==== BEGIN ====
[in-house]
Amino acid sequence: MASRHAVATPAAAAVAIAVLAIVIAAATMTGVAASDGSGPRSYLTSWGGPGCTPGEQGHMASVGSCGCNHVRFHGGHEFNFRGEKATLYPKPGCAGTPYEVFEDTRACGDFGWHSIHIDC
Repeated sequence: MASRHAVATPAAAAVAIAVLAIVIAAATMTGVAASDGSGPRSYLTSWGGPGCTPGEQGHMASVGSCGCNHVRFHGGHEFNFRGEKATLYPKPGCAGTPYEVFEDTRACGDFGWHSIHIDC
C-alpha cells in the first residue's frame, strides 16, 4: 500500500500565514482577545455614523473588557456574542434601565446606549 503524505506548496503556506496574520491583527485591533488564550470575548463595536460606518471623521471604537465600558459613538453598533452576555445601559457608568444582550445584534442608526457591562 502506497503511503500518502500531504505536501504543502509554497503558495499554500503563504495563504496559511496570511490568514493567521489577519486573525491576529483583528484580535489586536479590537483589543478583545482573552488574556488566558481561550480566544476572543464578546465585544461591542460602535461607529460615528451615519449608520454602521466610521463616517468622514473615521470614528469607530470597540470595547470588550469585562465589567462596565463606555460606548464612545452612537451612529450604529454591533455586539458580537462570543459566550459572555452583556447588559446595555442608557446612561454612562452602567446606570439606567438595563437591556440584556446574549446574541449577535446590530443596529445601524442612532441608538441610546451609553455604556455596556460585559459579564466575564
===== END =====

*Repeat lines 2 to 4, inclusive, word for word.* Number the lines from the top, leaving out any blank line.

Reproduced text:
Amino acid sequence: MASRHAVATPAAAAVAIAVLAIVIAAATMTGVAASDGSGPRSYLTSWGGPGCTPGEQGHMASVGSCGCNHVRFHGGHEFNFRGEKATLYPKPGCAGTPYEVFEDTRACGDFGWHSIHIDC
Repeated sequence: MASRHAVATPAAAAVAIAVLAIVIAAATMTGVAASDGSGPRSYLTSWGGPGCTPGEQGHMASVGSCGCNHVRFHGGHEFNFRGEKATLYPKPGCAGTPYEVFEDTRACGDFGWHSIHIDC
C-alpha cells in the first residue's frame, strides 16, 4: 500500500500565514482577545455614523473588557456574542434601565446606549 503524505506548496503556506496574520491583527485591533488564550470575548463595536460606518471623521471604537465600558459613538453598533452576555445601559457608568444582550445584534442608526457591562 502506497503511503500518502500531504505536501504543502509554497503558495499554500503563504495563504496559511496570511490568514493567521489577519486573525491576529483583528484580535489586536479590537483589543478583545482573552488574556488566558481561550480566544476572543464578546465585544461591542460602535461607529460615528451615519449608520454602521466610521463616517468622514473615521470614528469607530470597540470595547470588550469585562465589567462596565463606555460606548464612545452612537451612529450604529454591533455586539458580537462570543459566550459572555452583556447588559446595555442608557446612561454612562452602567446606570439606567438595563437591556440584556446574549446574541449577535446590530443596529445601524442612532441608538441610546451609553455604556455596556460585559459579564466575564